The pandemic allowed private aviation companies like VistaJet to show new clients that flying private can be a financially viable travel solution in the long run.

“Overall, private aviation was well-insulated over the past couple of years,” said Flohr. “Ultimately, the pandemic showed that it does not necessarily work out more expensive. As a result, we have seen a significant surge in new corporate memberships due to organizations recognizing the many benefits we offer in terms of safety, security and accessibility.”

By mid-2021, up to 71 percent of VistaJet’s new requests were from passengers who had not regularly used business aviation solutions in the past.

FASTFACTS

• Globally, 3.3 million private flights were operational in 2021, which is 7 percent higher than pre-COVID figures, according to WingX, a business aviation intelligence firm based in Germany.

• The pandemic allowed private aviation companies like VistaJet to show new clients that flying private can be a financially viable travel solution in the long run.

• By mid-2021, up to 71 percent of VistaJet’s new requests were from passengers who had not regularly used business aviation solutions in the past.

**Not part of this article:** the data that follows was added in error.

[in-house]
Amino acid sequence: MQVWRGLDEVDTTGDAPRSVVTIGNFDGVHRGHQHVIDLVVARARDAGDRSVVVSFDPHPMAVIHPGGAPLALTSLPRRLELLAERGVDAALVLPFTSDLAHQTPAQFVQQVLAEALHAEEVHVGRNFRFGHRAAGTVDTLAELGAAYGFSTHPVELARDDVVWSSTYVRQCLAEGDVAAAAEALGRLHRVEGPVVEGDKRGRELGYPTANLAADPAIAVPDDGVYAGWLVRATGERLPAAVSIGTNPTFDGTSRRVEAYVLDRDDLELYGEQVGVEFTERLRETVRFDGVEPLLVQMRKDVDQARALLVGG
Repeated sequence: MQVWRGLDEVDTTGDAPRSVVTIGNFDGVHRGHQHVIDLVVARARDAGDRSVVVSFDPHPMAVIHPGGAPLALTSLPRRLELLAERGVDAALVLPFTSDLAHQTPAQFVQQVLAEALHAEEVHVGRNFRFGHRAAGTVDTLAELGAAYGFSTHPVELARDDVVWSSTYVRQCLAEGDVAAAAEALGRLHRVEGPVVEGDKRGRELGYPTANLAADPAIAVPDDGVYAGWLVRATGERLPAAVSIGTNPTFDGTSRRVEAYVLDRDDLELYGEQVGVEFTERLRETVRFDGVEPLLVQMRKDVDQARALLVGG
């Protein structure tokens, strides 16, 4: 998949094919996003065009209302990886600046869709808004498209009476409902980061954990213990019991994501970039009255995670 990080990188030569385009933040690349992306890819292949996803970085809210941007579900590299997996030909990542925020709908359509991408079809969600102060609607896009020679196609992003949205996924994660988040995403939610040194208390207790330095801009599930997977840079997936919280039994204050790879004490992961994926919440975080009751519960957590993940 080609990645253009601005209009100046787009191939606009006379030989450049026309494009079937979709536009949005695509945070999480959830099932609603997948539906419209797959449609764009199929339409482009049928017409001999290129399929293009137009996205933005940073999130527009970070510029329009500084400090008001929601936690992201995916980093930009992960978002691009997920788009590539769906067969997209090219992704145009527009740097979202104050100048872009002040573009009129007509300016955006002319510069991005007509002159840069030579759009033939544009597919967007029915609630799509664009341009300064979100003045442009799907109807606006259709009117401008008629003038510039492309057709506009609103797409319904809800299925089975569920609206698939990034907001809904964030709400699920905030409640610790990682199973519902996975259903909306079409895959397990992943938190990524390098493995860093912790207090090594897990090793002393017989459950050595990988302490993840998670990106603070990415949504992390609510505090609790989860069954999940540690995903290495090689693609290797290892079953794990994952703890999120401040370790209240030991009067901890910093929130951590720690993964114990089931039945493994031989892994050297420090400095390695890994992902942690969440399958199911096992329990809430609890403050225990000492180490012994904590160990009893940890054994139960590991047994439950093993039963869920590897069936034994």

“This shows how people value the ease, security, and accessibility of private aviation,” he said. “While the pandemic certainly provided the catalyst for change and redefined the global aviation landscape, the industry could respond quickly and efficiently to the change which has helped create a permanent shift in perception towards private travel.”

Changing dynamics of private aviation

Overall, the Gulf Cooperation Council and the Middle East have been among VistaJet’s biggest markets over the past two years. While the UAE has consistently been one of the company’s top destinations, Saudi Arabia has shown robust growth, particularly over the past six months, with “travel at the highest rate we have ever seen,” according to Flohr.